Monday June 8, 2009

Flying over the farmland towards Edmonton last Thursday I said to Robert, “there’s something wrong down there.” It’s not because we’ve just come from Switzerland where the canola pods are leaning heavily, and the first barley is already starting to turn colour. After all, we know those are winter crops.

Everything, including the crops, is several weeks behind - barley field in front of our house. (Photo by Marianne Stamm)

Everything, including the crops, is several weeks behind - barley field in front of our house. (Photo by Marianne Stamm)

No, it’s more than that. It is June, right? Shouldn’t it be green down there? There can’t be that much summer fallow.

Driving the 200 kilometers home from the airport we get a closer look. There are some wheat fields that are an even green now, but they’re in the minority. Even from the road many fields look like they’re just seeded.

Later we learn some canola fields were reseeded due to frost damage. Most are just very late. Farmers were happy to get their crops in quite early after the late winter. Now they’re concerned because it’s taking them such a long time to grow. Our growing season is so short here – we can get frost again late August, although usually it waits until mid September.

Not even the weeds want to grow in this cold weather. (Photo by Marianne Stamm)

Not even the weeds want to grow in this cold weather. (Photo by Marianne Stamm)

Harold Huising phoned me from Innisfail. He and his wife Johanna moved down there last summer and he’s running a market garden together with his daughter-in-law Beth. He’s pretty discouraged. The zucchini and other squash have frozen twice already and the tomatoes he planted last week froze too. The strong winds blew the cover cloths around so that the seeded crops underneath were damaged. The year hasn’t started out well for him.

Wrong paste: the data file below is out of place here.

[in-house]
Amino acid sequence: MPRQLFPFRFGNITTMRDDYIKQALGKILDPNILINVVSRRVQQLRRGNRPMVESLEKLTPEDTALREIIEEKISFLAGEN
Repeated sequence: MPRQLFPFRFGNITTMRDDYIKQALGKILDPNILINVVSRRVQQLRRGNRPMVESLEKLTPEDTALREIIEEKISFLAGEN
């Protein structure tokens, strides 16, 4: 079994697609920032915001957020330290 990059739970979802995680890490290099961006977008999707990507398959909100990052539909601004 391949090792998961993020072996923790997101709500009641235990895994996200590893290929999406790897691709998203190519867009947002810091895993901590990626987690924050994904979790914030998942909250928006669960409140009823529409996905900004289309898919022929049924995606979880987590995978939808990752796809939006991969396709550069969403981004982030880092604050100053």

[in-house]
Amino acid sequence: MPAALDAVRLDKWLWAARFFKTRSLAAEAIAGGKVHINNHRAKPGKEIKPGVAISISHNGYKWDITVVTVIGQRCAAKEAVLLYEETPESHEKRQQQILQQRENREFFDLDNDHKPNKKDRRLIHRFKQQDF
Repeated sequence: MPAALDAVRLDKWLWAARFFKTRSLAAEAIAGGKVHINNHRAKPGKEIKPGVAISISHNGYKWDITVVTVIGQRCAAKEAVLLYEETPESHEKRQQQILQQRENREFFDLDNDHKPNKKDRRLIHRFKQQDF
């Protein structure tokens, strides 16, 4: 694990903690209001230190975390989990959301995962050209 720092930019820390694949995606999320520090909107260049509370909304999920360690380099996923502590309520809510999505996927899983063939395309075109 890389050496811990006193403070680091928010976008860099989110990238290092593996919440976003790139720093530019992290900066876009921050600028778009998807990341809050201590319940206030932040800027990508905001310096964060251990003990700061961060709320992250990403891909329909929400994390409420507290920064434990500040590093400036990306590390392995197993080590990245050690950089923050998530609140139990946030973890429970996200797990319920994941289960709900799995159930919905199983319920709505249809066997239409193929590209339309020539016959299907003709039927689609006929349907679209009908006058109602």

Everyone tells us it’s the coldest spring in a long time. I felt it when I poked my head out the door Friday morning – only three degrees Celcius! This morning there was a light frost. That isn’t quite conducive to growing conditions. The long range weather report is for warmer temperatures. Together with the 15 millimeters of rain we got Friday that could improve things quickly. Let’s hope so!

In my garden – seeded for me with love by my wonderful neighbour –  not even the weeds are growing well. Nothing is really, except spinach – and rhubarb. I made a rhubarb torte and invited our neighbours for coffee yesterday. This is a recipe I received over 20 years ago from my sister-in-law in Switzerland who received it from a friend who got it from the Alsace, France. The torte has delighted us and our guests every spring since.

When we were in the Alsace a week ago at the wedding, this cake was one of the desserts served. I was pleased to find it is an Alsace specialty offered at most restaurants and bakeries at this time of year. So for those of you with a rhubarb patch who like to bake, here’s the recipe:

Alsace Rhubarb Meringue Torte

This specialty of the Alsace, France, can be baked up by every Canadian farm woman! (Photo by Marianne Stamm)

This specialty of the Alsace, France, can be baked up by every Canadian farm woman! (Photo by Marianne Stamm)

Cream together: 3/4 cup sugar
1/2 cup butter
Pinch of salt
2 egg yolks
1 tsp vanilla
1 tbsp. milk

Add:             1 2/3 cup flour (I’ve used whole wheat flour)
2 tsp. baking powder
Mix, and roll out or press into a round cake form, spring form, or tart form. (22 cm or more)

Spread 2 tbsp. crushed nuts over the dough.

Add: 2-3 cups of chopped rhubarb. Bake at 200 (350) degrees C. for 15 minutes.

Mix:     1 egg yolk
3 tbsp. sugar
100 ml. thin cream

Pour over rhubarb in crust. Return to oven and bake another 20 minutes.

Meringue:  3 eggwhites
Pinch salt
2-3 tbsp. sugar

Whip until stiff peaks form. Pile on rhubarb torte. Bake for another 10 minutes.

Enjoy!

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